If a band plays its cards right, it can build an impres­sive career off of cult pop­u­lar­i­ty.  Consider the case of Barclay James Harvest.  Never a crit­i­cal dar­ling — they were famous­ly dubbed “the poor man’s Moody Blues” by their detrac­tors, an epi­thet they’d lat­er use as the title of one of their clas­sic songs — they still man­aged to build an inter­na­tion­al fan­base by tak­ing care of the music-biz basics: they record­ed a lot, they toured a lot and they put all their artis­tic ener­gy into mak­ing well-craft­ed, acces­si­ble music.

In the case of Barclay James Harvest, their approach was a syn­the­sis of pro­gres­sive rock grandeur and psy­ch-pop melod­ic pret­ti­ness.  Their self-titled debut is often shrugged off by hard­core prog fans for not hav­ing enough pomp-tas­tic flour­ish­es: indeed, it fre­quent­ly sounds like a well-observed com­bi­na­tion of sev­er­al psy­che­delic pop rock spe­cial­ists, name­ly the afore­men­tioned Moody Blues, Procol Harum and per­haps a bit of Odessa-era Bee Gees.  It wears its influ­ences on its sleeve in a way that ensures rock crit­ics would nev­er take it seri­ous­ly.

However, if you don’t judge an album sole­ly by its orig­i­nal­i­ty, there is plen­ty to be enjoyed on Barclay James Harvest.  For starters, the group makes up for the pro­nounced amount of styl­is­tic bor­row­ing with a very well-honed sense of psy­che­delic songcraft in its many fla­vors.  Whether they are doing a rock­er like “Taking Some Time Out,” a folk-tinged bal­lad like “Mother Dear” or an epic pro­duc­tion piece like Dark Now My Sky,” the group is able to deliv­er each style in con­fi­dent and thought­ful­ly-arranged man­ner.

On the down side, the lyrics are as twee as you might expect from a psy­che­delic record and the vocals are a bit reedy in spots but this is not the kind of album you lis­ten to for those kind of things. It’s all about the kind of sweet, wide-eyed mood and bound­less instru­men­tal grandeur that defines the most appeal­ing psy­che­delic music from this era.  For exam­ple, a song like “The Sun Will Never Shine” is sim­ply an art­sy expres­sion of the blues that come with a cloudy day but the arrange­ment, par­tic­u­lar­ly the soar­ing har­monies and thick lay­ers of mel­lotron,  con­vey the song’s oper­at­ic sense of long­ing and poet­ic extremes beau­ti­ful­ly.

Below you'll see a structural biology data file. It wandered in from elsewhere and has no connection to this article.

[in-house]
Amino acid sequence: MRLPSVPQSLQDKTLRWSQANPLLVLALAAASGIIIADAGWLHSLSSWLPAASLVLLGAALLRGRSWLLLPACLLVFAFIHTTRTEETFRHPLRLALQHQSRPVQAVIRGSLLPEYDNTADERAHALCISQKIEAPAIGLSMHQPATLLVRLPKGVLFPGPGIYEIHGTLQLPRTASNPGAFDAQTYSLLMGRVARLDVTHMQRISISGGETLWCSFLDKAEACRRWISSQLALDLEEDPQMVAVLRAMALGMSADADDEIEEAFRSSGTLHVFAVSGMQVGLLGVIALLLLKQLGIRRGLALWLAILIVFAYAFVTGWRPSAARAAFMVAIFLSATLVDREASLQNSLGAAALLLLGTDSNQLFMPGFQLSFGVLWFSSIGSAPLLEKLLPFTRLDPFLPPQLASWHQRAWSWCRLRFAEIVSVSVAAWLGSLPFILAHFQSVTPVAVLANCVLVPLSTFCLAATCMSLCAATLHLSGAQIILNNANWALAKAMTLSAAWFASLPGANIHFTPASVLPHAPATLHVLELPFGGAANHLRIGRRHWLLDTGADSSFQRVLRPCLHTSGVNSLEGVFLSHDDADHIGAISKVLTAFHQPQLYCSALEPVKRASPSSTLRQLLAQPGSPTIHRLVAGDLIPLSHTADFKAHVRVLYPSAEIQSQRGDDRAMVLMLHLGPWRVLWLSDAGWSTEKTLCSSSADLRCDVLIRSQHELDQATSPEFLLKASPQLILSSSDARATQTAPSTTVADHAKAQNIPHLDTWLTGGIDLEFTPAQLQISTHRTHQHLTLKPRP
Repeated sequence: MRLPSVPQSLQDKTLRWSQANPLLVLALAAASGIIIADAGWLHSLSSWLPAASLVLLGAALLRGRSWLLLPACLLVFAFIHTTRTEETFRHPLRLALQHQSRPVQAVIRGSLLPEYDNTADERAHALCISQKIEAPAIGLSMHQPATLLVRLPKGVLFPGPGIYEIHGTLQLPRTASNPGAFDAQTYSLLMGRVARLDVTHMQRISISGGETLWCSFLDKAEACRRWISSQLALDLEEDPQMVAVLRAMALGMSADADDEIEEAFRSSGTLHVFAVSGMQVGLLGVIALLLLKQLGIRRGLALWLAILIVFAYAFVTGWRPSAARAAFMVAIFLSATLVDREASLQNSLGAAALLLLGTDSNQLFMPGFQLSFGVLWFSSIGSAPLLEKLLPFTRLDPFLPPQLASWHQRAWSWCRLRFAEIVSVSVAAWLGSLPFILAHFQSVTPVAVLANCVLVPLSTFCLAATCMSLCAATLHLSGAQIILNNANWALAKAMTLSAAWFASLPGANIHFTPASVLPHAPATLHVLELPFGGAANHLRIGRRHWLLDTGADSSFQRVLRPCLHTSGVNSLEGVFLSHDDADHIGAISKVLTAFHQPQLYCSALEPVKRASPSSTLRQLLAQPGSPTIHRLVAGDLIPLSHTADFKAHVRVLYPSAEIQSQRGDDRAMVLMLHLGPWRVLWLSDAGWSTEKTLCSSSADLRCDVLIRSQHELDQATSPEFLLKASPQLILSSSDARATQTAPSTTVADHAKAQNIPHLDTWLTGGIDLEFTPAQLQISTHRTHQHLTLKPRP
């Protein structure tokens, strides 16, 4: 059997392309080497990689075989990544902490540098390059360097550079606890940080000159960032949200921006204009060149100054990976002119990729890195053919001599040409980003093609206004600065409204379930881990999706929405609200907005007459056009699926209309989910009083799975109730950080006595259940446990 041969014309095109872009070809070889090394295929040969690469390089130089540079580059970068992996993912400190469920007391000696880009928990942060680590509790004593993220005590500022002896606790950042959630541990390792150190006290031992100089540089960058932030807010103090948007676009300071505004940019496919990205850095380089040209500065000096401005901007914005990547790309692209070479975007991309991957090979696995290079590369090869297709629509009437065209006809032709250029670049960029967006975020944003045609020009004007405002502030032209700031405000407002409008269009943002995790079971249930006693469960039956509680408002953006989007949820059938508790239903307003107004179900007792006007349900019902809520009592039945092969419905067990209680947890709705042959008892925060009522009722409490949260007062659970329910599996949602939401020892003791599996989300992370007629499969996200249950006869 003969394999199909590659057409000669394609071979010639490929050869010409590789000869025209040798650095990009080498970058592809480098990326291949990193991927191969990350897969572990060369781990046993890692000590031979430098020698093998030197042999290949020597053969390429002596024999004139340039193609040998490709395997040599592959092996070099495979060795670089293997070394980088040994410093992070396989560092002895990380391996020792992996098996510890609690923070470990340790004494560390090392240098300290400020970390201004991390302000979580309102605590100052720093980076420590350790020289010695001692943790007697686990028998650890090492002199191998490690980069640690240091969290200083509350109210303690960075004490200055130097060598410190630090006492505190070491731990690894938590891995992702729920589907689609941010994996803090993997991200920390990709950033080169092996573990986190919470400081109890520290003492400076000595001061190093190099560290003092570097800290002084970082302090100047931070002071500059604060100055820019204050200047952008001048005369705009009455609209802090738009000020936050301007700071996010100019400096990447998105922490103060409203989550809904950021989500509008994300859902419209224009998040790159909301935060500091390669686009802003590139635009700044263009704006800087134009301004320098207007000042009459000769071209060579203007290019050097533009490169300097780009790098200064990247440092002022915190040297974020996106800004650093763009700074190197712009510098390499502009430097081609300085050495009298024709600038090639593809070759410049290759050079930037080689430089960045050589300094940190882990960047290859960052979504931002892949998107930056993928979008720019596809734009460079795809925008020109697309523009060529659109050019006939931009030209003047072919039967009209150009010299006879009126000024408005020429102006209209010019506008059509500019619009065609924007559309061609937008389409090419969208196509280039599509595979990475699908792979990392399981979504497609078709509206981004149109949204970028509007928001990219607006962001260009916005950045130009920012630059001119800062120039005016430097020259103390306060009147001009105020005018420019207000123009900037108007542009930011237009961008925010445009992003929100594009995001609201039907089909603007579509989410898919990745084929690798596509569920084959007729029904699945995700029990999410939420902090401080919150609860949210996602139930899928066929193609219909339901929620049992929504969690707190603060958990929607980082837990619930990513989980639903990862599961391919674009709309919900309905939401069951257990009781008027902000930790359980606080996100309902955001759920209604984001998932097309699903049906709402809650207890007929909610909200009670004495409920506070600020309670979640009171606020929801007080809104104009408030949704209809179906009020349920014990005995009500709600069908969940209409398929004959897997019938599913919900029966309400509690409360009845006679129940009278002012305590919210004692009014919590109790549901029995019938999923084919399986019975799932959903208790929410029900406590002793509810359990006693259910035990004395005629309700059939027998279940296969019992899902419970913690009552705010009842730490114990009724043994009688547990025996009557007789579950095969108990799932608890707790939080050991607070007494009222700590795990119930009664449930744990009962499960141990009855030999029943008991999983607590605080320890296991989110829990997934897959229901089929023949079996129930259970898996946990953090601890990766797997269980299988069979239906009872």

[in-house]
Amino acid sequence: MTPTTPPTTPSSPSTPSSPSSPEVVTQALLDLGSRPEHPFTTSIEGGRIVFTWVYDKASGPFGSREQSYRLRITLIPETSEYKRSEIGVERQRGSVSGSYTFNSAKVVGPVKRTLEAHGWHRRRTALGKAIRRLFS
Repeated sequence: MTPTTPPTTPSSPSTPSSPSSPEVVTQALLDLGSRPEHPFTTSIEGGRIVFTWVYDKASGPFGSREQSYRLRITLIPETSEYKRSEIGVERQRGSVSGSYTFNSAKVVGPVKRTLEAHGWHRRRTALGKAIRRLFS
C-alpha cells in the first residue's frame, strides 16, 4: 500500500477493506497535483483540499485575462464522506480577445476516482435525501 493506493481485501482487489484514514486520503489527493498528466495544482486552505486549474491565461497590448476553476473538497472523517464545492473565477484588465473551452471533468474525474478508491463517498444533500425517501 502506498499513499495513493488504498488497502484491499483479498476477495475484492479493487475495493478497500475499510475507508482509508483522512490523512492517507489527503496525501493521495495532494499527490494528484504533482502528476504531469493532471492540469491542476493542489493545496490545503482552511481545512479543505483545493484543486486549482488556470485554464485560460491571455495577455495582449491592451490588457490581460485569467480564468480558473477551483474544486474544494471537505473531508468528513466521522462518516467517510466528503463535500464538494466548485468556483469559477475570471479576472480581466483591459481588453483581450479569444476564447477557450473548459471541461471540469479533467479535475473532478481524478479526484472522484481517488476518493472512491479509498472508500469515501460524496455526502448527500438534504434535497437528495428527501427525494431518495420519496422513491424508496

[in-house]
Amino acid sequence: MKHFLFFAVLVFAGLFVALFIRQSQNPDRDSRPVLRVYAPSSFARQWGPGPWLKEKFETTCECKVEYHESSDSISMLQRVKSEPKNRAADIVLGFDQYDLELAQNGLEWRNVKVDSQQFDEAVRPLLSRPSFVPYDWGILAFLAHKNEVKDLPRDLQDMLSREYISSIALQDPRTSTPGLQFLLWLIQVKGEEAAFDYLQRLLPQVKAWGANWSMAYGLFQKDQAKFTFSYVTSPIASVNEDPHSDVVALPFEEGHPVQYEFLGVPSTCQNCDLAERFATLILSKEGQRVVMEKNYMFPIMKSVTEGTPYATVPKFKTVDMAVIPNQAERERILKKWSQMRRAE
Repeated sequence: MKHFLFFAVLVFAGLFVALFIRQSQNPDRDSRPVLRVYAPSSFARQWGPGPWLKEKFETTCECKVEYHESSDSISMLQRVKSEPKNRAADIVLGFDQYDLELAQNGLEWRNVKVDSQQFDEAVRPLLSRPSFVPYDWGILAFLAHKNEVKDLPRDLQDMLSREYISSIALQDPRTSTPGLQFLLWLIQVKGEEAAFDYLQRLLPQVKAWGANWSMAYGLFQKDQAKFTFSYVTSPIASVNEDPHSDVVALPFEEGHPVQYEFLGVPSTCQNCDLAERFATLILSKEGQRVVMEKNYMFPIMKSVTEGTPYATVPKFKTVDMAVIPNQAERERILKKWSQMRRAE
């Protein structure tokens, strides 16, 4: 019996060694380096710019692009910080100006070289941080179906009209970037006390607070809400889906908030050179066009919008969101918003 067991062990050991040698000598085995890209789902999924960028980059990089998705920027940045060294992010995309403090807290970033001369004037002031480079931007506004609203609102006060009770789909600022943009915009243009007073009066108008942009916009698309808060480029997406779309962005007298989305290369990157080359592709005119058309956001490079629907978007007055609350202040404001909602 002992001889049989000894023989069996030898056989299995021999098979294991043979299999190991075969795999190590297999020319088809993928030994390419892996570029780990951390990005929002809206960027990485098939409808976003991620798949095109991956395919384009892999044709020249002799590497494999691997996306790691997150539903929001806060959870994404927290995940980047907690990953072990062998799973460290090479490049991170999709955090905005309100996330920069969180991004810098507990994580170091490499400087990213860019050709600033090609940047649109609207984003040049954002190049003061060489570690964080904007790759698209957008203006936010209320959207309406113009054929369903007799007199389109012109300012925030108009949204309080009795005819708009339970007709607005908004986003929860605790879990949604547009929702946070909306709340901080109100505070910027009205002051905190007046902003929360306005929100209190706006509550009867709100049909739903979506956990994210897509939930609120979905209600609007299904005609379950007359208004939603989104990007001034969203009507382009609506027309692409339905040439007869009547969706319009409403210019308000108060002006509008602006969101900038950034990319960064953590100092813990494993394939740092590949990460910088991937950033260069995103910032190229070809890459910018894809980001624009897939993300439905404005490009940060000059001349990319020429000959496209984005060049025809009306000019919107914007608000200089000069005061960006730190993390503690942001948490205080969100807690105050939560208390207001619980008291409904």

It also helps that the band is excel­lent at per­form­ing the orches­tral fla­vor of psy­ch that their music favors.  There is a con­sis­ten­cy to their per­form­ing style that uni­fies the songs’ var­ied styles: key­boards — par­tic­u­lar­ly mel­lotron and piano — are the main core, with gui­tars to add bite or soar­ing melod­ic touch­es in the appro­pri­ate spots and the rhythm sec­tion mov­ing it all for­ward in a dri­ving yet unob­tru­sive man­ner that keeps it all ground­ed.  The band is care­ful to bal­ance the­se moods and fol­low one type of song with a dif­fer­ent kind, ensur­ing the album has a sense of vari­ety that keeps it engag­ing from cut to cut.

The final impor­tant ele­ment here is the pro­duc­tion, which was han­dled by cult psy­ch-music hero Norman Smith.  Barclay James Harvest has a sound that mix­es the heavy and the fan­ci­ful in the same way Smith did for the Pretty Things on S.F. Sorrow and Parachute.  It’s a real­ly strong and atmos­pher­ic late-1960’s sound, with the mel­lotron swoop­ing and soar­ing, the gui­tars buzzing and the drum and bass sounds hav­ing a thick, weighty qual­i­ty that gives the record­ing a real stick-to-your-ears qual­i­ty.  If you go for this sort of sound, Smith’s pro­duc­tion works hand in hand with the band’s arrange­ment skills to deliv­er the psy­ch-sound moth­er lode.

In short, Barclay James Harvest is a solid debut and a pleas­ant peri­od piece that retains its val­ue thanks to the band’s savvy invest­ment in melod­ic crafts­man­ship.  They would soon refine their approach to tack­le more dis­tinc­tive musi­cal ter­ri­to­ry but the pleas­ant pre-prog buzz they deliv­er here is worth revis­it­ing, par­tic­u­lar­ly if you’re a fan of psy­che­delic sounds.